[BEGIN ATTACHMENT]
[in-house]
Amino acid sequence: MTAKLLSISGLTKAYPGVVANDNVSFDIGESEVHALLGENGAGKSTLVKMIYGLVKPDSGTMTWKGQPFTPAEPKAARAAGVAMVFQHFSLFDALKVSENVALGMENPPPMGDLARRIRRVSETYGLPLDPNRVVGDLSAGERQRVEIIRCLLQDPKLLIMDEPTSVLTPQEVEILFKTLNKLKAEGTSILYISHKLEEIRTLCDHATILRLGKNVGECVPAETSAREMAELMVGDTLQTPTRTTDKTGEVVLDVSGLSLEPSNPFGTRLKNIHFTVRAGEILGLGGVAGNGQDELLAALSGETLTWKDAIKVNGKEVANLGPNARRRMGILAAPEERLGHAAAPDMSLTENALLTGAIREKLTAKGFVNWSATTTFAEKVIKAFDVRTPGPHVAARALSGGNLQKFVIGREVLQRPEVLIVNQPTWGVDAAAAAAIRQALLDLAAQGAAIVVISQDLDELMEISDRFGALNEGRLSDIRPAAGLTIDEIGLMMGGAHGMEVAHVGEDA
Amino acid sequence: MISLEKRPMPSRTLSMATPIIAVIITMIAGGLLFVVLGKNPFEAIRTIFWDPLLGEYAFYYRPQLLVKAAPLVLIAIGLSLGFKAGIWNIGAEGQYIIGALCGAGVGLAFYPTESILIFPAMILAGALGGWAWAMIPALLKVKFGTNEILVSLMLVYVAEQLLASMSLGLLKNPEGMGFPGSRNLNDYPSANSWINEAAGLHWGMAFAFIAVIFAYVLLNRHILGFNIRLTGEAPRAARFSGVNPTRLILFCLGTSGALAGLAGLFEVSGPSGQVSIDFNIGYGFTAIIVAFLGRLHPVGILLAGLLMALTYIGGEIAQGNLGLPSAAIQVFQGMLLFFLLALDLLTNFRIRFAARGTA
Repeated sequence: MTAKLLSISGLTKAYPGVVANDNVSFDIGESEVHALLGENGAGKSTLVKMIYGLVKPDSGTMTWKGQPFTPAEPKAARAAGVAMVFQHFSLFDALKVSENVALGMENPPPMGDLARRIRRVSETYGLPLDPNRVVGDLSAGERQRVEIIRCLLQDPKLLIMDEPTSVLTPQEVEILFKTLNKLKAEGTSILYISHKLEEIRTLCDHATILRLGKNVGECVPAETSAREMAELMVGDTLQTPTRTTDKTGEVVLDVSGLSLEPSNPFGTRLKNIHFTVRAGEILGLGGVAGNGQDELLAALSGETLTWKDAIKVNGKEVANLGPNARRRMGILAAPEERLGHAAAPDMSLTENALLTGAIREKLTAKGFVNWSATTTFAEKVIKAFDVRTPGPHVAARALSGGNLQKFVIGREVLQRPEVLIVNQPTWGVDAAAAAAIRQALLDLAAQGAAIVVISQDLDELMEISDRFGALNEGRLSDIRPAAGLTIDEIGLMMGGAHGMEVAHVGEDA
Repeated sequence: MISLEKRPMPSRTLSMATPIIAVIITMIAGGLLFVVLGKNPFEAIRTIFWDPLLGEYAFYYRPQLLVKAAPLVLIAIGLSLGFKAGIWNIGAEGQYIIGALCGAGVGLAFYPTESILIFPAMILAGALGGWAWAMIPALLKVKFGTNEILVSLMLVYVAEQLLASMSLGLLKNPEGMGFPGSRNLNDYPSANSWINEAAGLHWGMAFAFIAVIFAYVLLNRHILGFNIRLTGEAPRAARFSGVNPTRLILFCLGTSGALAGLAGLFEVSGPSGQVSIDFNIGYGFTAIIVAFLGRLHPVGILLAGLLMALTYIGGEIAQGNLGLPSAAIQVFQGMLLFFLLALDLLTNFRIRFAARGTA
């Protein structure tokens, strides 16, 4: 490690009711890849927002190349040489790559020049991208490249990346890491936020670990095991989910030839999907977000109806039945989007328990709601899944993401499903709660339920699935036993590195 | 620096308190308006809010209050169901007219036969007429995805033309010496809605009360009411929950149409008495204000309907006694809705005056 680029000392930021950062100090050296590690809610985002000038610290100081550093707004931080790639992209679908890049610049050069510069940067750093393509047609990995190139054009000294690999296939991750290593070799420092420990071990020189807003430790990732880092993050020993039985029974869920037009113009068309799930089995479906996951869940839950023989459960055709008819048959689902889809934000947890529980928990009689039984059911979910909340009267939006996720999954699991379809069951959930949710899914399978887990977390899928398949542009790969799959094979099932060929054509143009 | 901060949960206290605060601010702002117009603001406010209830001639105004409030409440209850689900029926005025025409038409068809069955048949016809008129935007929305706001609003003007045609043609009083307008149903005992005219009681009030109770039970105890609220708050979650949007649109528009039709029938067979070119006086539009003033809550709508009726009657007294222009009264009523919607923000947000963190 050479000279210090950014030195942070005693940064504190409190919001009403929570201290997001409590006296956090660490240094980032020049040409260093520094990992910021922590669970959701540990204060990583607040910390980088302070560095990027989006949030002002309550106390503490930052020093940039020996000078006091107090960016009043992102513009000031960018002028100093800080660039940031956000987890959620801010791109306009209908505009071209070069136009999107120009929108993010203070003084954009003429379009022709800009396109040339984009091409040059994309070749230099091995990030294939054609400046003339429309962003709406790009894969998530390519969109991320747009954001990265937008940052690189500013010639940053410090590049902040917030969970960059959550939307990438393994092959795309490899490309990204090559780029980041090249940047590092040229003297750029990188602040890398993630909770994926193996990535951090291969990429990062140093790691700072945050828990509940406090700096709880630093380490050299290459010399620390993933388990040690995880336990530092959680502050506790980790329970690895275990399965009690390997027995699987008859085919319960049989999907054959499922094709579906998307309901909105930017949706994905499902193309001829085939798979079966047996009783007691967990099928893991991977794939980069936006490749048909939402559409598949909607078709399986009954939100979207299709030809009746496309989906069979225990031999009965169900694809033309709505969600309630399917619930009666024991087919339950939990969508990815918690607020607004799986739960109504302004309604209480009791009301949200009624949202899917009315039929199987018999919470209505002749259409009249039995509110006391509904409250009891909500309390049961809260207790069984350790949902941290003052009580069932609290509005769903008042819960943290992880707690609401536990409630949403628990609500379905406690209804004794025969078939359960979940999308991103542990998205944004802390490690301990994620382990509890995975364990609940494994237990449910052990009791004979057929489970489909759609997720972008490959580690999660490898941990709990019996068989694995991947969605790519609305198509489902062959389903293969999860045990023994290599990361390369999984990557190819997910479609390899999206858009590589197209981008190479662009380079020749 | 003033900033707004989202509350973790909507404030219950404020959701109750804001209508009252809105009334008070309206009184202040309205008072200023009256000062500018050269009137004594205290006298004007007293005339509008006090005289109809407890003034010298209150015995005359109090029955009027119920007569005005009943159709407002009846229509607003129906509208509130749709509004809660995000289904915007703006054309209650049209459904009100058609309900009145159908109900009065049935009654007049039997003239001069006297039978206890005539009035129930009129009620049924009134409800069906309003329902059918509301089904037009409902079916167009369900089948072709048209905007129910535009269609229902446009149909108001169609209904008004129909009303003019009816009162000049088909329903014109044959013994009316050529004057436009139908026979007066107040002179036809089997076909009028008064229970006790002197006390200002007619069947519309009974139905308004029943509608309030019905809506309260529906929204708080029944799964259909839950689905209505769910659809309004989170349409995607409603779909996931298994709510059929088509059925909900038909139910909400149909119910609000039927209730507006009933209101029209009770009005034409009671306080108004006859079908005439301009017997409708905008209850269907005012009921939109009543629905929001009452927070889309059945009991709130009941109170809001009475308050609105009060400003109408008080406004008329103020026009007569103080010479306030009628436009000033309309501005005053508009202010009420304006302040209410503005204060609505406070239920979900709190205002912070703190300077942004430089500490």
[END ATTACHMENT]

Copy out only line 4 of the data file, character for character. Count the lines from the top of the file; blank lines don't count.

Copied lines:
Repeated sequence: MTAKLLSISGLTKAYPGVVANDNVSFDIGESEVHALLGENGAGKSTLVKMIYGLVKPDSGTMTWKGQPFTPAEPKAARAAGVAMVFQHFSLFDALKVSENVALGMENPPPMGDLARRIRRVSETYGLPLDPNRVVGDLSAGERQRVEIIRCLLQDPKLLIMDEPTSVLTPQEVEILFKTLNKLKAEGTSILYISHKLEEIRTLCDHATILRLGKNVGECVPAETSAREMAELMVGDTLQTPTRTTDKTGEVVLDVSGLSLEPSNPFGTRLKNIHFTVRAGEILGLGGVAGNGQDELLAALSGETLTWKDAIKVNGKEVANLGPNARRRMGILAAPEERLGHAAAPDMSLTENALLTGAIREKLTAKGFVNWSATTTFAEKVIKAFDVRTPGPHVAARALSGGNLQKFVIGREVLQRPEVLIVNQPTWGVDAAAAAAIRQALLDLAAQGAAIVVISQDLDELMEISDRFGALNEGRLSDIRPAAGLTIDEIGLMMGGAHGMEVAHVGEDA